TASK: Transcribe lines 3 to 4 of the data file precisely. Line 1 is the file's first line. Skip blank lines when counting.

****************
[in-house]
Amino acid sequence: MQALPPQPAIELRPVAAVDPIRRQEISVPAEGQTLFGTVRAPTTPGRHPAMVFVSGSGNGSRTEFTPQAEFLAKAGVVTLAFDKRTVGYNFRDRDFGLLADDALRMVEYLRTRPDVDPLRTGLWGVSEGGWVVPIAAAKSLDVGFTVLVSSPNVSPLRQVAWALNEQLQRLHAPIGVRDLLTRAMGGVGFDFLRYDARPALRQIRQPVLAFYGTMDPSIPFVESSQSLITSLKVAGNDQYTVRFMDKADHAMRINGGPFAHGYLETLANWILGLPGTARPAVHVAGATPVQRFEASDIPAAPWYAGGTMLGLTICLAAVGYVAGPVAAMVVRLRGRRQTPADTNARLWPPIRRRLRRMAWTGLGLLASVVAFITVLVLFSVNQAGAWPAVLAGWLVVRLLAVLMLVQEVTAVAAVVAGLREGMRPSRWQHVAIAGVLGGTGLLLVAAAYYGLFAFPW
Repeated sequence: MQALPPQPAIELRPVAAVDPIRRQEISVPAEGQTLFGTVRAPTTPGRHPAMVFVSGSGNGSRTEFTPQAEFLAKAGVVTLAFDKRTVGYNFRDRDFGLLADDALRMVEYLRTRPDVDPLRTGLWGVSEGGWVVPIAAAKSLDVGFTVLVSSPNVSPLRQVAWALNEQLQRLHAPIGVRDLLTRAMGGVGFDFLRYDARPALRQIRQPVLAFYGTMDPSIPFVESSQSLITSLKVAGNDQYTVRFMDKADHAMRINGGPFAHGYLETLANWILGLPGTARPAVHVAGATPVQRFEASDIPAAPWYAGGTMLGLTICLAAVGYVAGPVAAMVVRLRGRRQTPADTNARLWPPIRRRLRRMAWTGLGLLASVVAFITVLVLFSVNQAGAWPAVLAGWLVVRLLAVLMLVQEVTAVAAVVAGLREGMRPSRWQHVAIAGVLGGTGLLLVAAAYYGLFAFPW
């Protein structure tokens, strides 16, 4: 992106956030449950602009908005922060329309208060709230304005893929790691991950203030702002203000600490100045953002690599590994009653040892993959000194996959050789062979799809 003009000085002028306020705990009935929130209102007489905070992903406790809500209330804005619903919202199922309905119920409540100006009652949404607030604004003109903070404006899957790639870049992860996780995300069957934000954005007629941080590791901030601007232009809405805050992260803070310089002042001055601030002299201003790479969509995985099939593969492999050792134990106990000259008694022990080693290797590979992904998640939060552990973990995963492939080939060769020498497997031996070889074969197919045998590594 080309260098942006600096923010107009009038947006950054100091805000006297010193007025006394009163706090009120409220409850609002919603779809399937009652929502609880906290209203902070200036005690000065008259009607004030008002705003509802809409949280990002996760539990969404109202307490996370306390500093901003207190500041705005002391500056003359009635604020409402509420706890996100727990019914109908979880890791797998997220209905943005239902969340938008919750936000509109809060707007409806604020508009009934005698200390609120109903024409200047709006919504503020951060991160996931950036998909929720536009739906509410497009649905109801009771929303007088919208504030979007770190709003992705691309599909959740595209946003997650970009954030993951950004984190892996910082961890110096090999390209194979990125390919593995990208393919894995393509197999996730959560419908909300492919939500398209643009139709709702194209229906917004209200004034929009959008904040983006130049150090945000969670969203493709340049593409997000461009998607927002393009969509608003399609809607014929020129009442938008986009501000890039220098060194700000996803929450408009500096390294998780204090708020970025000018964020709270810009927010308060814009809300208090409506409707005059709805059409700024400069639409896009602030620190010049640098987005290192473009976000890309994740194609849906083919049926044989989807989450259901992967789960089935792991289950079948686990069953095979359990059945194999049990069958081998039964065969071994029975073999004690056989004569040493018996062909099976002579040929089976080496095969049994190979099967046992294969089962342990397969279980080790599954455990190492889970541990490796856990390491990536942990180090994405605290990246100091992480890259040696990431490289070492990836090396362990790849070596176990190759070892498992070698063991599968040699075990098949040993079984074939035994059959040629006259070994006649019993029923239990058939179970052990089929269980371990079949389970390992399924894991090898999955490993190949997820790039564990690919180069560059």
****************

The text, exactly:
Repeated sequence: MQALPPQPAIELRPVAAVDPIRRQEISVPAEGQTLFGTVRAPTTPGRHPAMVFVSGSGNGSRTEFTPQAEFLAKAGVVTLAFDKRTVGYNFRDRDFGLLADDALRMVEYLRTRPDVDPLRTGLWGVSEGGWVVPIAAAKSLDVGFTVLVSSPNVSPLRQVAWALNEQLQRLHAPIGVRDLLTRAMGGVGFDFLRYDARPALRQIRQPVLAFYGTMDPSIPFVESSQSLITSLKVAGNDQYTVRFMDKADHAMRINGGPFAHGYLETLANWILGLPGTARPAVHVAGATPVQRFEASDIPAAPWYAGGTMLGLTICLAAVGYVAGPVAAMVVRLRGRRQTPADTNARLWPPIRRRLRRMAWTGLGLLASVVAFITVLVLFSVNQAGAWPAVLAGWLVVRLLAVLMLVQEVTAVAAVVAGLREGMRPSRWQHVAIAGVLGGTGLLLVAAAYYGLFAFPW
């Protein structure tokens, strides 16, 4: 992106956030449950602009908005922060329309208060709230304005893929790691991950203030702002203000600490100045953002690599590994009653040892993959000194996959050789062979799809 003009000085002028306020705990009935929130209102007489905070992903406790809500209330804005619903919202199922309905119920409540100006009652949404607030604004003109903070404006899957790639870049992860996780995300069957934000954005007629941080590791901030601007232009809405805050992260803070310089002042001055601030002299201003790479969509995985099939593969492999050792134990106990000259008694022990080693290797590979992904998640939060552990973990995963492939080939060769020498497997031996070889074969197919045998590594 080309260098942006600096923010107009009038947006950054100091805000006297010193007025006394009163706090009120409220409850609002919603779809399937009652929502609880906290209203902070200036005690000065008259009607004030008002705003509802809409949280990002996760539990969404109202307490996370306390500093901003207190500041705005002391500056003359009635604020409402509420706890996100727990019914109908979880890791797998997220209905943005239902969340938008919750936000509109809060707007409806604020508009009934005698200390609120109903024409200047709006919504503020951060991160996931950036998909929720536009739906509410497009649905109801009771929303007088919208504030979007770190709003992705691309599909959740595209946003997650970009954030993951950004984190892996910082961890110096090999390209194979990125390919593995990208393919894995393509197999996730959560419908909300492919939500398209643009139709709702194209229906917004209200004034929009959008904040983006130049150090945000969670969203493709340049593409997000461009998607927002393009969509608003399609809607014929020129009442938008986009501000890039220098060194700000996803929450408009500096390294998780204090708020970025000018964020709270810009927010308060814009809300208090409506409707005059709805059409700024400069639409896009602030620190010049640098987005290192473009976000890309994740194609849906083919049926044989989807989450259901992967789960089935792991289950079948686990069953095979359990059945194999049990069958081998039964065969071994029975073999004690056989004569040493018996062909099976002579040929089976080496095969049994190979099967046992294969089962342990397969279980080790599954455990190492889970541990490796856990390491990536942990180090994405605290990246100091992480890259040696990431490289070492990836090396362990790849070596176990190759070892498992070698063991599968040699075990098949040993079984074939035994059959040629006259070994006649019993029923239990058939179970052990089929269980371990079949389970390992399924894991090898999955490993190949997820790039564990690919180069560059």